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This article was originally published in The Gray Sheet

Executive Summary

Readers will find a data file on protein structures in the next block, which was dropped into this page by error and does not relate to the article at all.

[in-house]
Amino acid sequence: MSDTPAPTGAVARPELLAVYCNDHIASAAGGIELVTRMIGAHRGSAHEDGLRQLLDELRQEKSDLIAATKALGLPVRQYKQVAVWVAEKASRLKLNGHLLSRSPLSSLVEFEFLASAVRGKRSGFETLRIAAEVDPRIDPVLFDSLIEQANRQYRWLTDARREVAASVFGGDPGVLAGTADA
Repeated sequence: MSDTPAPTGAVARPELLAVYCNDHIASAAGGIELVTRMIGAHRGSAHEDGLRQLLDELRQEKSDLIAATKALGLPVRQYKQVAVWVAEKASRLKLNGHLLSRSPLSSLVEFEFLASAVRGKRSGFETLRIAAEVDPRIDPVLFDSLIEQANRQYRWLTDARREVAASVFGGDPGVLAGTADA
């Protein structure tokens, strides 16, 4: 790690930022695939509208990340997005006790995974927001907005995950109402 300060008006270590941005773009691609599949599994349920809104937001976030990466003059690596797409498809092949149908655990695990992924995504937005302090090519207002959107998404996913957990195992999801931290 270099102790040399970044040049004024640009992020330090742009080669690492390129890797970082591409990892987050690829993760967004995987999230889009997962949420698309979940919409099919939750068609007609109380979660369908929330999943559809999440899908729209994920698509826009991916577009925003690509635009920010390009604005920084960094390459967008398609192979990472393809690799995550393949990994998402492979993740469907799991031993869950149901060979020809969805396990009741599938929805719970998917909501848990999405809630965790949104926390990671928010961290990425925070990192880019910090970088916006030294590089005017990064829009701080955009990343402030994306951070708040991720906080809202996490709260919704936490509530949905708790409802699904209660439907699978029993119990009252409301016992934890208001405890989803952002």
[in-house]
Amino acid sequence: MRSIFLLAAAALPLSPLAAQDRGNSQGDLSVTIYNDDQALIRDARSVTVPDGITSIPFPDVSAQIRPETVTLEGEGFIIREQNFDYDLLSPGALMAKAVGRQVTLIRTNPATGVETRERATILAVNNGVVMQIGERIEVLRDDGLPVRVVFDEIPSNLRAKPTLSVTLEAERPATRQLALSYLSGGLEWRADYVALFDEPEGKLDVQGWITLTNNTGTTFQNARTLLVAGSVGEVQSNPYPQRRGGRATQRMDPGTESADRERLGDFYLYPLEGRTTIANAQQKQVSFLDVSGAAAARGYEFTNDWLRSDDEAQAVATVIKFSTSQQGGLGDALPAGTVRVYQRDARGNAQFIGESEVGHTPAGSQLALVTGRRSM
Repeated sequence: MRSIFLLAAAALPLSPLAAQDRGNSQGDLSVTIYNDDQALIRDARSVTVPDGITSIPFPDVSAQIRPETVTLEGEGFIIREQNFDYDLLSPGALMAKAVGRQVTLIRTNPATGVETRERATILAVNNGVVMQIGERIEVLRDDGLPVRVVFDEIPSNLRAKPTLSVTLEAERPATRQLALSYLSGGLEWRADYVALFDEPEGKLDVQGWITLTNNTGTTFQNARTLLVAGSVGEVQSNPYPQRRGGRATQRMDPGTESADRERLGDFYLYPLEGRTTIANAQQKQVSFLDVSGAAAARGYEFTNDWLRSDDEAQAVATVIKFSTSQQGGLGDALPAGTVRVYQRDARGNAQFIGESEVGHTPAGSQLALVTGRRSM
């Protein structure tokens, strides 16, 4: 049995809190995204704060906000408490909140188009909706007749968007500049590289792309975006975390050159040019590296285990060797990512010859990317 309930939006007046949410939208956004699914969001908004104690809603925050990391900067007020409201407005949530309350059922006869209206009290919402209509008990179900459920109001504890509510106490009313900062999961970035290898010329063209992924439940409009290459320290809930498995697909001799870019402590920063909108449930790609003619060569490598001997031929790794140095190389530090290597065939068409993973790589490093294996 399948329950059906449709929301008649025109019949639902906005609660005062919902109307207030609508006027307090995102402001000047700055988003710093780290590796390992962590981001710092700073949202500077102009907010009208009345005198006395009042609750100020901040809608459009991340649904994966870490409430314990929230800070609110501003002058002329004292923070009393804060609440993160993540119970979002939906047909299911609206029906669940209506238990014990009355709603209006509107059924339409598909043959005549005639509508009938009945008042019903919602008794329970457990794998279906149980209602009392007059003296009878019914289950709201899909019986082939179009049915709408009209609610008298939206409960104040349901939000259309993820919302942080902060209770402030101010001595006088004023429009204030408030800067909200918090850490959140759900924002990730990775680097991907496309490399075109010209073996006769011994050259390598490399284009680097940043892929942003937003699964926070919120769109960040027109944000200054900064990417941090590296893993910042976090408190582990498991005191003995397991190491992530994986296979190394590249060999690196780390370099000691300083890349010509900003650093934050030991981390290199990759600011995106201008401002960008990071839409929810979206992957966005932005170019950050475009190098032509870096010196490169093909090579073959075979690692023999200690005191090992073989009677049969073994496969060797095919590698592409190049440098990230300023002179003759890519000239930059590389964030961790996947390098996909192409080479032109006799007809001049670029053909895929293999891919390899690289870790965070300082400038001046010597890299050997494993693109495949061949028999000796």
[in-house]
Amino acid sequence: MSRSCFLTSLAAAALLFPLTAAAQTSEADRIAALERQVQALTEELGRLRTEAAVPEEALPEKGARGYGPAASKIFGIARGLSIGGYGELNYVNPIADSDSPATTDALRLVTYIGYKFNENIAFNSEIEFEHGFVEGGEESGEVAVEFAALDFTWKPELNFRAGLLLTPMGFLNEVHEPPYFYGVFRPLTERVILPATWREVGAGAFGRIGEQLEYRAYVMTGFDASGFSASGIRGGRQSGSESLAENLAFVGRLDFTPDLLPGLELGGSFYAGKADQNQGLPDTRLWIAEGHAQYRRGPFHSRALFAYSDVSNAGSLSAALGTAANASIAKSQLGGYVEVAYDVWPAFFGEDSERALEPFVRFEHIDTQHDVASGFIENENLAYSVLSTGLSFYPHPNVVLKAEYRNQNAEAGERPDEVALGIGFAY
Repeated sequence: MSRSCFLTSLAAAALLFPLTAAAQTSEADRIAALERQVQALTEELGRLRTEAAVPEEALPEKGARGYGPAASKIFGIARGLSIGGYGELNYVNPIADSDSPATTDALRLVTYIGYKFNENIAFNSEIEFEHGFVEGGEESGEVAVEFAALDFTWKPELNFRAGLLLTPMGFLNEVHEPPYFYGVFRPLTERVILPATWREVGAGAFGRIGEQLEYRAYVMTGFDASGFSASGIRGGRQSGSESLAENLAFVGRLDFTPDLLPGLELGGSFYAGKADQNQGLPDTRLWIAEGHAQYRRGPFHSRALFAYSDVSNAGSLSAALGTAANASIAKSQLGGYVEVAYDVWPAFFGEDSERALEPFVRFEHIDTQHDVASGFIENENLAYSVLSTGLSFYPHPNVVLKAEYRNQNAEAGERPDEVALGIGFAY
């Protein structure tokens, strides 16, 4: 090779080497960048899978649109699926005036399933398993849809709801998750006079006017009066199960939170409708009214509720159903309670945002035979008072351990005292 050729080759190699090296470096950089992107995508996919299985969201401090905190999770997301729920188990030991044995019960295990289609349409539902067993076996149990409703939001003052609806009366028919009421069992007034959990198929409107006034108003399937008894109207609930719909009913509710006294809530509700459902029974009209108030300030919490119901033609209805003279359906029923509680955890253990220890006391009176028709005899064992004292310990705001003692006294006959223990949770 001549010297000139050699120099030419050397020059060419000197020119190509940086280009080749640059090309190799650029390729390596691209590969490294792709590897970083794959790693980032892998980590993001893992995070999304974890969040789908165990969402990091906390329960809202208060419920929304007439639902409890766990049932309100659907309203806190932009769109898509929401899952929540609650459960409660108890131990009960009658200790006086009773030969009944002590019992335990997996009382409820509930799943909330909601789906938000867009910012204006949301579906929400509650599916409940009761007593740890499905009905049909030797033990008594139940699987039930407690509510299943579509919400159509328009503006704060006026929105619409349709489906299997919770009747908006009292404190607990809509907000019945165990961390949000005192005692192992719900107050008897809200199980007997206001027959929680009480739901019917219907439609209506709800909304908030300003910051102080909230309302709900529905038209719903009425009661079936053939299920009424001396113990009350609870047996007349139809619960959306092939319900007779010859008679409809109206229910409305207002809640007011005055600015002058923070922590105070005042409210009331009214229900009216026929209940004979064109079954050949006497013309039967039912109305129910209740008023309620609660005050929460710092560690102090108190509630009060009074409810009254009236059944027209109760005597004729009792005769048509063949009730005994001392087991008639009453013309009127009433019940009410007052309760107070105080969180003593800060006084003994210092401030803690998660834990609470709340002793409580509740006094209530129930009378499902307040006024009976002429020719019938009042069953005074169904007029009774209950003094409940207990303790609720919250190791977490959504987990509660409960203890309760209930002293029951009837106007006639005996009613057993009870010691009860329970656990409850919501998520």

Adverse incident reporting would be required for all medical devices, including low risk products placed in Class I, according to the European Community Council of Ministers' "common position" for a "medical devices" directive. Previous drafts of the directive would have required reporting for only Class IIa, Class IIb, and Class III devices. The common position, which was agreed to in February, calls for EC member states to process "any information brought to their knowledge" regarding adverse incidents involving a "Class I, IIa, IIb or III device." The medical devices directive outlines a regulatory program for nonactive (nonelectrical) medical devices and nonimplantable active medical devices. A seventh draft of guidelines for a reporting or "vigilance" program was recently released. The guidelines currently apply only to devices subject to the active implantable medical devices directive, which went into effect Jan. 1. Reporting time frames outlined in the most recent draft differ from early versions of the guidelines ("The Gray Sheet" Sept. 23, 1991, p. 11). The seventh draft states that all adverse incidents must be reported in 10 days and that "near incidents" must be reported in 30 days. The Council's "common position" was referred to the European Parliament on March 9 for a second review. After the Parliament considers the directive, it will be returned to the Council for final approval, which is expected in late 1993. The document is slated to go into effect on Jan. 1, 1995, with a five year transition period during which manufacturers can either comply with the directive or with existing requirements of member states. Expansion of incident reporting requirements was one of several revisions the Council made to a directive proposed by the EC Commission in July ("The Gray Sheet" Oct. 12, p. 7). The modifications will be spelled out in Commission and Council reports on the directive that should be delivered to Parliament in the next several weeks. A clause affecting reimbursement for devices was among the provisions modified by the Council. The common position deletes language intended to encourage uniform reimbursement practices by EC member states that was strongly supported by the medical device industry. The language eliminated said that "Member States may determine which categories and types of devices are eligible for reimbursement under...public health and sickness insurance schemes, but once those categories and types of device are determined, all devices within those categories or of those types which comply with the provisions of this present directive should in principle be reimbursable under such public health and insurance schemes." No substitute language was included in the common position. In addition, the directive revises the provision covering combination products in which the device and drug components form a "single unit." The latest version states that such products will be covered primarily by the pharmaceutical directive, 65/65/EEC, with the device directive applying "as far as safety and performance related device features are concerned." The previous version of the device directive stated that the device component would be covered by the device directive, the drug component by the pharmaceutical directive. The directive also refines the definition of a single unit hybrid product, stating it is a product in which "the device and medicinal product form a single integral unit which is intended exclusively for use in the given combination, and which is not reusable." Two other types of combination products are covered by the directive: those in which "a device is intended to administer a medicinal product," and those in which "a device incorporates, as an integral part, a substance which, if used separately, may be considered to be a medicinal product...and which is liable to act upon the body with action ancillary to that of the device." The document exempts products derived from human and most animal tissue from regulation under the directive. Specifically, the directive states that requirements will not apply to "transplants or tissues or cells of human origin nor to products incorporating or derived from tissues or cells of human origin." Also exempted are "transplants or tissues or cells of animal origin, unless a device is manufactured utilizing animal tissue which is rendered non-viable or non-viable products derived from animal tissue." The document also eliminates provisions calling for creation of an EC device directive register. Plans for a register "containing the necessary information for consistent implementation of" the device directive had been included in earlier versions. The directive also moves diagnostic x-ray equipment from Class IIa to Class IIb, the same class as therapeutic x-ray devices. The National Electrical Manufacturers Association does not support the change. It believes that Class IIb is overly stringent for diagnostic x-ray products. NEMA says the provision is not likely to be change before the directive is finalized.

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